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Sidney Poitier, Hollywood's first black movie star, dead at 94.

By: Adam Beam SUTV News

He was an actor who tore down walls at a time when Hollywood needed it the most, and his performances and characters paved the way for a generation of black performers. Sidney Poitier, the first black man to win a Best Actor Oscar has died at the age of 94.

Born in Miami on February 20, 1927, Sidney Poitier was the youngest of seven children. From an impoverished background, Poitier was able to overcome the many obstacles life and society had thrown at him to become a well established actor in the industry.

It was in 1963 when Sidney Poitier would win his first Oscar for his role in the film "Lilies of the Field". Many of his most iconic performances came during this era, a time where the civil rights movement was making its way through the nation. Films such as "In the Heat of the Night" and "Guess Who's Coming to Dinner" were powerful, yet controversial, films that explored a lot of the same racial and discriminatory issues going on in real life.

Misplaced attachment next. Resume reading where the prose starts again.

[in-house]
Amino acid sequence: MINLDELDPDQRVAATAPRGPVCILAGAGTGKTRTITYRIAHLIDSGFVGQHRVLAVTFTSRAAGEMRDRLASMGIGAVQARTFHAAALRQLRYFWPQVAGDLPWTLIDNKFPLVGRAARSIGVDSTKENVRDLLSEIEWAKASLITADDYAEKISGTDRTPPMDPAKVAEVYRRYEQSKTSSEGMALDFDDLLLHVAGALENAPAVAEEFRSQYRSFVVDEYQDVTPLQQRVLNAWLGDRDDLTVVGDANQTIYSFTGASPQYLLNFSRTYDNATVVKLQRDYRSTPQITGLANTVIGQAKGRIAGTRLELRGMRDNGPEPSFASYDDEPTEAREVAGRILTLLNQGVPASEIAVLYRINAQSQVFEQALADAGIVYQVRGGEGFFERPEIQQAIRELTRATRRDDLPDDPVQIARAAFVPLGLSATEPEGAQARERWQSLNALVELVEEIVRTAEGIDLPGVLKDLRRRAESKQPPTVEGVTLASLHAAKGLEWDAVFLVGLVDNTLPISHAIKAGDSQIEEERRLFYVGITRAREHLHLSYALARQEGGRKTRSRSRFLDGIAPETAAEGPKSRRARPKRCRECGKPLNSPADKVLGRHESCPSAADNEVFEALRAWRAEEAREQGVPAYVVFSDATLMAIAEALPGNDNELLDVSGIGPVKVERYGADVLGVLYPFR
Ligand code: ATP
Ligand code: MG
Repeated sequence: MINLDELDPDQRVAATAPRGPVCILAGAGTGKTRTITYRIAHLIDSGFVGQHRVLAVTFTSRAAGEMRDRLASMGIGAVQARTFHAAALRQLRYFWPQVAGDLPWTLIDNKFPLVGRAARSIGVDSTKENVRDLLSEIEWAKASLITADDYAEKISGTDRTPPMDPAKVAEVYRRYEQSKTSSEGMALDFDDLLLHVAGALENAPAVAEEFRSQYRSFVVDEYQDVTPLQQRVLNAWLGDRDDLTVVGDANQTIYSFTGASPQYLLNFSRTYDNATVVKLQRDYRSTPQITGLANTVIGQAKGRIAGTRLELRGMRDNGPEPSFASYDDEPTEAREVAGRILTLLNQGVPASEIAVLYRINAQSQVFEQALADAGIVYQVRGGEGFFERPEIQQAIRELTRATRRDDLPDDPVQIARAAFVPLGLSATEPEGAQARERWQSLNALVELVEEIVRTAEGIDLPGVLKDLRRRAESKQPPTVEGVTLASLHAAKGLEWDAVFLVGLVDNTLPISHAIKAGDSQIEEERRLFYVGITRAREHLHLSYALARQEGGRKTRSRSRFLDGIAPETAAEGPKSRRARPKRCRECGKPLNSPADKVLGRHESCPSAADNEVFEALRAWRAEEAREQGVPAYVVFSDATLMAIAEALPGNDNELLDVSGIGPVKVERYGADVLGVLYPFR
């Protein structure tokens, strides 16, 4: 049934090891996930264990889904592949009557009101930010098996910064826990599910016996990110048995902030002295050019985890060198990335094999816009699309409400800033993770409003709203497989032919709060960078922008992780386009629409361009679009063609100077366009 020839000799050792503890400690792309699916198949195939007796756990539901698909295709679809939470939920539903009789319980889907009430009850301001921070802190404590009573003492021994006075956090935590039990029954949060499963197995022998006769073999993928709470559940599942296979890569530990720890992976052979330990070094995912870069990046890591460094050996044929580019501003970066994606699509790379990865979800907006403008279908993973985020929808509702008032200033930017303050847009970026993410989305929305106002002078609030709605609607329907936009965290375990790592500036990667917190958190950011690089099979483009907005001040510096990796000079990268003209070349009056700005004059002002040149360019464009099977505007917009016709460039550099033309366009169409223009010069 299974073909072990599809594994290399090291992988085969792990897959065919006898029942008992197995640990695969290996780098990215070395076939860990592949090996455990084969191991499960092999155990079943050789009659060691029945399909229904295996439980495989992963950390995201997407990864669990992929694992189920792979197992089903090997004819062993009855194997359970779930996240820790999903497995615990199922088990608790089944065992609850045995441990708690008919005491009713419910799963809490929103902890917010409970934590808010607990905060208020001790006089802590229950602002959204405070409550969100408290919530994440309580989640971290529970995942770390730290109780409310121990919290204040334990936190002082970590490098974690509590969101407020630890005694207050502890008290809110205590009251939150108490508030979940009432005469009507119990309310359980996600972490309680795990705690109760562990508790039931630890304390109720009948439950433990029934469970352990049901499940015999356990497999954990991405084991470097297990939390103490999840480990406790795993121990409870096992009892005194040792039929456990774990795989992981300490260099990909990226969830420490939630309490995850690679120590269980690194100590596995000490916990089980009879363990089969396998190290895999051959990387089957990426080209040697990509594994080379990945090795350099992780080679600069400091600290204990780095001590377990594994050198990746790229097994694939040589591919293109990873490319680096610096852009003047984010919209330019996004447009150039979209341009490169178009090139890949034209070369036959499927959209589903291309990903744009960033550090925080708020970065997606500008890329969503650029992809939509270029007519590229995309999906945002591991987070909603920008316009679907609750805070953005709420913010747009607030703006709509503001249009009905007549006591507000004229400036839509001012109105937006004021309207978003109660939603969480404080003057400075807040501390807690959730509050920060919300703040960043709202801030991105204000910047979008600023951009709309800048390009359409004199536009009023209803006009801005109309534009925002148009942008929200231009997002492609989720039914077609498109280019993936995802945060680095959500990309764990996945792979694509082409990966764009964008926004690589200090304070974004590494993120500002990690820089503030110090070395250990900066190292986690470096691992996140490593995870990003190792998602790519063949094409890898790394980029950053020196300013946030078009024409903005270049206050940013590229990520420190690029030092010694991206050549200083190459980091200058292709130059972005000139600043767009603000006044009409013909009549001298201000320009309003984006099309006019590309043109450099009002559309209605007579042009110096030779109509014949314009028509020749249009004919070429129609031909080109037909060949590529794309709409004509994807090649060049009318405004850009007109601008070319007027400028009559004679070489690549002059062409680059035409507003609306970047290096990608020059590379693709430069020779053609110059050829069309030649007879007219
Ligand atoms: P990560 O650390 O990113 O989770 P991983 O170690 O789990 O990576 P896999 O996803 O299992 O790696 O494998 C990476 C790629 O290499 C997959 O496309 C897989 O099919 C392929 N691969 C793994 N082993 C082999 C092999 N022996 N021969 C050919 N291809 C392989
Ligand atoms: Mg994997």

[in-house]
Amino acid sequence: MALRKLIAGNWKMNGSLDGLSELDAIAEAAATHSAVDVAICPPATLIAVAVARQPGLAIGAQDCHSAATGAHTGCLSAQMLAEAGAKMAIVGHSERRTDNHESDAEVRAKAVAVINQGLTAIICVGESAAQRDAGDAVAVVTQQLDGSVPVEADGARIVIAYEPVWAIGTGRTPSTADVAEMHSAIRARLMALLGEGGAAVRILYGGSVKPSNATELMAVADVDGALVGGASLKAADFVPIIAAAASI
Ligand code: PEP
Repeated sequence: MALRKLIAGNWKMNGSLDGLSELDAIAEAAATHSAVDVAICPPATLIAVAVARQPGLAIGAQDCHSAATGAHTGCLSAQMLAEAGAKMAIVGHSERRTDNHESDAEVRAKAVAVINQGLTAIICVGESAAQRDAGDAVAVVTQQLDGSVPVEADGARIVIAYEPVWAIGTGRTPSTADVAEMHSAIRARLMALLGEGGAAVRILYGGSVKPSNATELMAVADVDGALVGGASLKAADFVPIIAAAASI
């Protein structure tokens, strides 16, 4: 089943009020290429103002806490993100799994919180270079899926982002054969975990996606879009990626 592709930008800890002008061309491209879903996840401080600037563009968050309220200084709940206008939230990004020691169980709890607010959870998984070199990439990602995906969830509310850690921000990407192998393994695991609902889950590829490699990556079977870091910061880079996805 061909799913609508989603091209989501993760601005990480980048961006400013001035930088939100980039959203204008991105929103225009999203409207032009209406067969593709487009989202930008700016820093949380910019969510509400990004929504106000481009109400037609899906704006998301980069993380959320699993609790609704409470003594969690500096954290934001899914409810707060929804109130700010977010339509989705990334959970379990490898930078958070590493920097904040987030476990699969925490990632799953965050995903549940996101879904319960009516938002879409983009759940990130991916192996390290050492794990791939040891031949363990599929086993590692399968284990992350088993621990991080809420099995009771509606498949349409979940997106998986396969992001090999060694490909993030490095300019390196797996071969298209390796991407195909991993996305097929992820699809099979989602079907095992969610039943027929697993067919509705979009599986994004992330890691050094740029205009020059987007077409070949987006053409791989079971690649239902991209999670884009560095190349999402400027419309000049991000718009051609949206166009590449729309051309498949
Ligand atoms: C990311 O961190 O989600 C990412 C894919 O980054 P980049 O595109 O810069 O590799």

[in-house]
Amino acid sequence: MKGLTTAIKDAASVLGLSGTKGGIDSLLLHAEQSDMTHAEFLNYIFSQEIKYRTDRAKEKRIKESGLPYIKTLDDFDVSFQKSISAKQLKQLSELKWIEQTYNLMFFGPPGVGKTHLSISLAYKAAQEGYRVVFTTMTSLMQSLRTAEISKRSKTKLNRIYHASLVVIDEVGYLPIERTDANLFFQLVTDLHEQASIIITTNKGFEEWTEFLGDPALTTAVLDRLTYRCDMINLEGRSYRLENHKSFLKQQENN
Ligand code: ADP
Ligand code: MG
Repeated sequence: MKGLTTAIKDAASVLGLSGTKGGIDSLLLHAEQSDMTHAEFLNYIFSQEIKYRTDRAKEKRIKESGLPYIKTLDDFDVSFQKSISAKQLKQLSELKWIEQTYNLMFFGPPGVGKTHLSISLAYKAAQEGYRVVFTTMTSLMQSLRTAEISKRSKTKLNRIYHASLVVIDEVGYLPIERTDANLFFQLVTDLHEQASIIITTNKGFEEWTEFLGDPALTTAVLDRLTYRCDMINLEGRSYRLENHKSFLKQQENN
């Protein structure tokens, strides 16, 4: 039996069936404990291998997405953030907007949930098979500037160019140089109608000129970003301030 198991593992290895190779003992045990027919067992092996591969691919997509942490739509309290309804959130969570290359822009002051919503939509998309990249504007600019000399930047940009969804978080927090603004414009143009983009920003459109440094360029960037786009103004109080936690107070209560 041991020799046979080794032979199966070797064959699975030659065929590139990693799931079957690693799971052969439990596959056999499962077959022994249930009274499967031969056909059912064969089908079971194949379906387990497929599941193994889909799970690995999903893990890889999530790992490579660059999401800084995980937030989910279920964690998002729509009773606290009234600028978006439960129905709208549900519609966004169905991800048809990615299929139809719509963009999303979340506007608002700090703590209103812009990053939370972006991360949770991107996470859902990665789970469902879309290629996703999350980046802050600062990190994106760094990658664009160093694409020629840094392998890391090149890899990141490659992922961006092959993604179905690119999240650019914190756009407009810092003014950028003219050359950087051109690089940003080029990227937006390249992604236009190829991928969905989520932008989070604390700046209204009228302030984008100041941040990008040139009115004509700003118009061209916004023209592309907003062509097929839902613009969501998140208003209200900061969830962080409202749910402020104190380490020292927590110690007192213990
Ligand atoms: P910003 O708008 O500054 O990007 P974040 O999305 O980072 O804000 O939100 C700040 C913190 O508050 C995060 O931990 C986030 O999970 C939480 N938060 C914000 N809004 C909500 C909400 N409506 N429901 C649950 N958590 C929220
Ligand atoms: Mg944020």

In an interview with Oprah Winfrey, Poitier described his method for chosing what films he worked on, "(Blacks) were so new in Hollywood. There was almost no frame of reference for us except as stereotypical, one-dimensional characters. I had in mind what was expected of me -- not just what other Blacks expected but what my mother and father expected. And what I expected of myself."

In 2009, Sidney Poitier was rewarded the Presidential Medal of Freedom by President Barack Obama. In 2001, Denzel Washington won the Oscar for Best Actor in "Training Day", the same night that Poitier was rewarded an honorary Oscar. As Washington put it, "I'll always be following in your footsteps. There's nothing I'd rather do, sir."

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